||[Oct. 13th, 2005|05:37 pm]
|||||the goon show||]|
So I'm waaaay late on this, but a quick thought on Katrina. It seems like the biggest danger now is that people will start to think that every storm will do that kind of damage. We've already seen small-scale evidence of why that's a bad thing - all of the deaths from Rita were people attempting to evacuate. On a larger scale, money and effort spent preparing for the next Katrina will necessarily take lives, almost certainly more than the expected human cost of another storm. I think the best writing I've seen on this subject in general is Cass Sunstein's, although I don't know if he's written anything about Katrina. The gist is that if that preparation money is being spent to save lives, there are many better ways to achieve that goal - ways that will save more lives more efficiently. I really wish I had more time to spend on this and availability cascades and such, but I don't. If anybody's read anything about it in the Katrina context, let me know.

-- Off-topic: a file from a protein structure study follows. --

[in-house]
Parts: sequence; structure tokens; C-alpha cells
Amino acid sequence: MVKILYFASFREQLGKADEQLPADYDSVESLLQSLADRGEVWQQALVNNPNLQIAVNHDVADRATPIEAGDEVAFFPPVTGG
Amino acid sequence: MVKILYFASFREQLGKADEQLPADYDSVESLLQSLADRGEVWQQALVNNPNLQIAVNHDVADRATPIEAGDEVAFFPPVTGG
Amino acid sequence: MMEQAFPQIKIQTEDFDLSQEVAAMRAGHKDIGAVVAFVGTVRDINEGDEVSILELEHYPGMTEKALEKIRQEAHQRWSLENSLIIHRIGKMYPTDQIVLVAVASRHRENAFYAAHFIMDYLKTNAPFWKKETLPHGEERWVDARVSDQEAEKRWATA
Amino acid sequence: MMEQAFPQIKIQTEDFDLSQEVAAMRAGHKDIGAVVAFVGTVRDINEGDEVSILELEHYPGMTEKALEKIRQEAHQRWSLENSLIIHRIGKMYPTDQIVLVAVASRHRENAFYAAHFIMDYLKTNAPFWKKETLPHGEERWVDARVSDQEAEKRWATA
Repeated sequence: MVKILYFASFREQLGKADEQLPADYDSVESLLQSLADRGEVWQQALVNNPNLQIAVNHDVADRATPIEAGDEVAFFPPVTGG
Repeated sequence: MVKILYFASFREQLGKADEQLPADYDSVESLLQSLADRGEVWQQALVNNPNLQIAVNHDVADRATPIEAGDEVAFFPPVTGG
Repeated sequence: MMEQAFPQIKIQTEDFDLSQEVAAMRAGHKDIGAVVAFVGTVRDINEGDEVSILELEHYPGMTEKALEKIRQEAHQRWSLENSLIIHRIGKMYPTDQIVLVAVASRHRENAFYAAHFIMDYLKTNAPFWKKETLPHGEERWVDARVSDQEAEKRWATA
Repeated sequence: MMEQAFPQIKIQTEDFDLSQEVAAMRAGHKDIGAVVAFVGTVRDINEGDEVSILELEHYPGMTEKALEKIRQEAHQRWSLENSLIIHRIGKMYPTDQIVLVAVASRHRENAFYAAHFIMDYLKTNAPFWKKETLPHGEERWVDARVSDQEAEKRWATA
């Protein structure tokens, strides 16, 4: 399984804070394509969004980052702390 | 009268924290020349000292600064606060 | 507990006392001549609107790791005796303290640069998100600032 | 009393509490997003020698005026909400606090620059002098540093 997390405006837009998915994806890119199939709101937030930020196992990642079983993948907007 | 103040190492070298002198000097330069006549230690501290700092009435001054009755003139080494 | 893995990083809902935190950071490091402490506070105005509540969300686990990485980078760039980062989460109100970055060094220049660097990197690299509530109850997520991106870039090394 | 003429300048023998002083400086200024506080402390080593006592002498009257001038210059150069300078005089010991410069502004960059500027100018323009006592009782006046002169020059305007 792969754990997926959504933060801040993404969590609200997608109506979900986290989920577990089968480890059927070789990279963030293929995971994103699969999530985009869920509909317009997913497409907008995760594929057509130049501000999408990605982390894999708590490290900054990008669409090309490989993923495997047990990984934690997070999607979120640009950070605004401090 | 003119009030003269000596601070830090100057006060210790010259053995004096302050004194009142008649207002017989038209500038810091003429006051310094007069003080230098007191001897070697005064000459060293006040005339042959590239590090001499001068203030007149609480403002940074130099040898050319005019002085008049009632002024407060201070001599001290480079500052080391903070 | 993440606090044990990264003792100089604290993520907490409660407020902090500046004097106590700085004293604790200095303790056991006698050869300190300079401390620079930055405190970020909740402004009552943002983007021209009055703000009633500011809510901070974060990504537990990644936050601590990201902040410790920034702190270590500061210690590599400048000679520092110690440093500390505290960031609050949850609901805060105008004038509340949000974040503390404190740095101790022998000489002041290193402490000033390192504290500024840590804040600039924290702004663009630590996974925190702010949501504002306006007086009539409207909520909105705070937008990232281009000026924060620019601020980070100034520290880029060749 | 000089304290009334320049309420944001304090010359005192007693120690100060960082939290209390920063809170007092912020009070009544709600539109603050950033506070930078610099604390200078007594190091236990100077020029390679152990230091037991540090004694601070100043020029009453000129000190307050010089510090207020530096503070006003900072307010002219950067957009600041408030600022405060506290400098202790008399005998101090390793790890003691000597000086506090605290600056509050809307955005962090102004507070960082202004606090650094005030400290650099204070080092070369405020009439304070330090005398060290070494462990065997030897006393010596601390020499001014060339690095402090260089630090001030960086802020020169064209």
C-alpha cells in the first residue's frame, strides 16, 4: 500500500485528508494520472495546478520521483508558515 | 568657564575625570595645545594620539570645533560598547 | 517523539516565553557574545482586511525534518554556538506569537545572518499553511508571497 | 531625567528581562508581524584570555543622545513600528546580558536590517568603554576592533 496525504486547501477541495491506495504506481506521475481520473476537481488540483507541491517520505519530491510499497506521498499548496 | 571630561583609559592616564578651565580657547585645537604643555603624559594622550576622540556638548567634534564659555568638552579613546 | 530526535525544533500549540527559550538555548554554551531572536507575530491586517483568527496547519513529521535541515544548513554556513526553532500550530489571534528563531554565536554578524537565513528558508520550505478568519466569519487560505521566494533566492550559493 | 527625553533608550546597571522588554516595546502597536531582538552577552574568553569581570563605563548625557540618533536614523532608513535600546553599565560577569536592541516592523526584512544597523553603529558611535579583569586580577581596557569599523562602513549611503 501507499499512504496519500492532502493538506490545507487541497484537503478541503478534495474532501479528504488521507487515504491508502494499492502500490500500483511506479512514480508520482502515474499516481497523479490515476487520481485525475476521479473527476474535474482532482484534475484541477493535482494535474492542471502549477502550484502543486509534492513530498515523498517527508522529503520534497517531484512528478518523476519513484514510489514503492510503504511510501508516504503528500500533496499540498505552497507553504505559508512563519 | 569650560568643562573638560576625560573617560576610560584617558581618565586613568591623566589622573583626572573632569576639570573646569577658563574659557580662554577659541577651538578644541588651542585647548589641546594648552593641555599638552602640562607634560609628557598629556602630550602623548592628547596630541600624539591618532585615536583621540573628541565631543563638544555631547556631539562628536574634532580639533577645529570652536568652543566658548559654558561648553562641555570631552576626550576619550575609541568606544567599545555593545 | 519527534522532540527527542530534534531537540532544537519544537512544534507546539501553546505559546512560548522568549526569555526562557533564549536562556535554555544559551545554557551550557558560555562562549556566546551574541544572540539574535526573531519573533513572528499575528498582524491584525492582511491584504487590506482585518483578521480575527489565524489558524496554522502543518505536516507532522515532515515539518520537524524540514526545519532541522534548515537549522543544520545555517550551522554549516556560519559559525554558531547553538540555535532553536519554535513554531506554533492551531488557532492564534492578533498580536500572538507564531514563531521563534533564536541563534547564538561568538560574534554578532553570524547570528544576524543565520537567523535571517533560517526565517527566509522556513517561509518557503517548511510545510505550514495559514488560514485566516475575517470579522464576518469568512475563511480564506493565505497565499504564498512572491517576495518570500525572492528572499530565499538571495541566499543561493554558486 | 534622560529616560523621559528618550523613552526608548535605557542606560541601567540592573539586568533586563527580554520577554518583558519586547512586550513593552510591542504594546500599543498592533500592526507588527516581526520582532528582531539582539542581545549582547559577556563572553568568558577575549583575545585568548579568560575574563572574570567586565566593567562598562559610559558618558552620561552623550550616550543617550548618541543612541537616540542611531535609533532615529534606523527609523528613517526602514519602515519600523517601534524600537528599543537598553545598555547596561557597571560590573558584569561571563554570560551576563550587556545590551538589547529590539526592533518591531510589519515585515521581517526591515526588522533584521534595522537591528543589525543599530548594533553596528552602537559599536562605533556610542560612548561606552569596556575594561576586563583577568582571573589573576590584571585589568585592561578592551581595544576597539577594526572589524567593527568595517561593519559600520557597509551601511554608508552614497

Another thing I'm late on: Thomas Schelling won the Nobel Prize this week. Because he's one of my favorite economists (although he's sooo much more), his name has been on my livejournal interests list since I started this a couple years ago. Oddly enough, I'm apparently the only one. He won the fucking Nobel Prize, so surely someone else will show some interest now.